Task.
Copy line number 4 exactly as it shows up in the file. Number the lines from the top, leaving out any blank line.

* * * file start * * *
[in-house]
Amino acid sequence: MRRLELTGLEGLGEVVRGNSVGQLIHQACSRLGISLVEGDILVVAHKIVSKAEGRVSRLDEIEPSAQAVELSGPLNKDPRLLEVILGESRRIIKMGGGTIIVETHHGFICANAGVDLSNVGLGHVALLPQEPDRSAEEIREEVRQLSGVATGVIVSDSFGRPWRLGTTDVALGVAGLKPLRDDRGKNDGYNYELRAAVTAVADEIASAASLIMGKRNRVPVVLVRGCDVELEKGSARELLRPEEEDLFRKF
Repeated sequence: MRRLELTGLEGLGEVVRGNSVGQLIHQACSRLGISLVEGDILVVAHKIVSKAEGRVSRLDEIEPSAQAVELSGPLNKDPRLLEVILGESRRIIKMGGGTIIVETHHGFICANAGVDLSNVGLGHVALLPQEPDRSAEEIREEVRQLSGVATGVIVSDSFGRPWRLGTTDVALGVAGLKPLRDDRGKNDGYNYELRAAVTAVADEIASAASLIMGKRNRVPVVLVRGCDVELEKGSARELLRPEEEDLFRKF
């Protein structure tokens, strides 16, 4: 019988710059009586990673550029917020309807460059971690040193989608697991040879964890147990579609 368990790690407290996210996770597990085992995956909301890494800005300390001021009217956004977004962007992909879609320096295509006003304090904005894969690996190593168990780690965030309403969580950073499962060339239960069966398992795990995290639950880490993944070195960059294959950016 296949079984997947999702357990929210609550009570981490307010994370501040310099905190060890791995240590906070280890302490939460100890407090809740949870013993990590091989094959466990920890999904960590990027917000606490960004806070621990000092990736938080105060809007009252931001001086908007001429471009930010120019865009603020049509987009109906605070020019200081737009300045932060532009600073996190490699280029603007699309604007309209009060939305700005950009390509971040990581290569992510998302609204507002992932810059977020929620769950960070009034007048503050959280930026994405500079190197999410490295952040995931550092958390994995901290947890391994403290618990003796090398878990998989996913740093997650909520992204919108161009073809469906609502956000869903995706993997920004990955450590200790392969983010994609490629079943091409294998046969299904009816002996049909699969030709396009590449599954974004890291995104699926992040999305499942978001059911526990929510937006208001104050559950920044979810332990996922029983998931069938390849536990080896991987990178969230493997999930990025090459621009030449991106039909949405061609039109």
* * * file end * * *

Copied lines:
């Protein structure tokens, strides 16, 4: 019988710059009586990673550029917020309807460059971690040193989608697991040879964890147990579609 368990790690407290996210996770597990085992995956909301890494800005300390001021009217956004977004962007992909879609320096295509006003304090904005894969690996190593168990780690965030309403969580950073499962060339239960069966398992795990995290639950880490993944070195960059294959950016 296949079984997947999702357990929210609550009570981490307010994370501040310099905190060890791995240590906070280890302490939460100890407090809740949870013993990590091989094959466990920890999904960590990027917000606490960004806070621990000092990736938080105060809007009252931001001086908007001429471009930010120019865009603020049509987009109906605070020019200081737009300045932060532009600073996190490699280029603007699309604007309209009060939305700005950009390509971040990581290569992510998302609204507002992932810059977020929620769950960070009034007048503050959280930026994405500079190197999410490295952040995931550092958390994995901290947890391994403290618990003796090398878990998989996913740093997650909520992204919108161009073809469906609502956000869903995706993997920004990955450590200790392969983010994609490629079943091409294998046969299904009816002996049909699969030709396009590449599954974004890291995104699926992040999305499942978001059911526990929510937006208001104050559950920044979810332990996922029983998931069938390849536990080896991987990178969230493997999930990025090459621009030449991106039909949405061609039109």